Rain dampens Spanish brewers' spirits

- Last updated on GMT

Related tags: Cent, Brewing, Euro, Spain

Lower tourist numbers and a poor summer meant that Spanish beer
volumes were down last year compared to 2001. But price rises
linked to the introduction of the euro and increased consumption of
speciality imported beers helped push up value sales by 5 per cent.

A combination of lower tourist numbers and a wet summer took a significant toll on beer sales in Spain last year.

The latest figures from the Cerveceros de España​ organisation which represents the Spanish brewing industry show that consumption of beer dropped by 1.32 per cent last year to 30.1 million hectolitres, while per capita consumption fell by 3 per cent to 73.1 litres.

Spanish per capita beer consumption is now 4 per cent below the EU average, compared to 2 per cent below in 2001.

In volume terms, sales dropped by 0.7 per cent, but there was at least a welcome increase in value sales - up 5.95 per cent to €2.2 billion - due to price rises related to the introduction of the euro and increased consumption of imported and speciality beers, which retail for a higher price.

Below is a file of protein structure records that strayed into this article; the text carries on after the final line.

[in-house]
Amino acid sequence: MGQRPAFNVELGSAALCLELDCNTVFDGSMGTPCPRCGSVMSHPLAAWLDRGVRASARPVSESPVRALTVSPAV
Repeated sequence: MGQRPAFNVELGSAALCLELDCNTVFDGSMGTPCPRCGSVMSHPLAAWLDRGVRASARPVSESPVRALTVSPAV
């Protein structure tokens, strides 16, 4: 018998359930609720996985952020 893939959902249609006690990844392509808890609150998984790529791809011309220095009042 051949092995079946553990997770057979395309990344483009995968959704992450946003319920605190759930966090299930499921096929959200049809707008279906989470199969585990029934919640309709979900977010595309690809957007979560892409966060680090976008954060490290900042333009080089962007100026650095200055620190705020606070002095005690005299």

But despite the poor performance in 2002, Jacobo Olalla, secretary general of the association, told the Expansion​ newspaper that he was optimistic of a return to profitability in the current year, provided that tourist numbers returned to more normal levels.

The brewing industry above all was impacted by the 3.3 per cent drop in tourists last year: around 13 per cent of all tourist expenditure in Spain goes on beer, according to Cerveceros de España.

Olalla said that there was also an encouraging rise in exports, which compensated somewhat for the decline in domestic sales. Sales outside Spain surged 20.24 per cent during 2002, continuing the impressive progress made over the last few years. In the last seven years, exports have more than doubled from 358,000 hl in 1996 to 752,000 hl in 2002.

Spanish brewers sell their products to more than 60 countries worldwide, headed by Portugal, which accounts for 16.06 per cent of total exports, and Italy, with 13.06 per cent.

As far as types of products were concerned, domestic consumption of no-alcohol beer showed a sharp increase - up 4 per cent to 2 million hl - and Spain is now said to be the country with the largest consumption of no-alcohol beer in Europe. Some 17 per cent of all the beer consumed there is no- or low-alcohol, according to Olalla, a reflection of the high quality of this type of product in Spain, he said.

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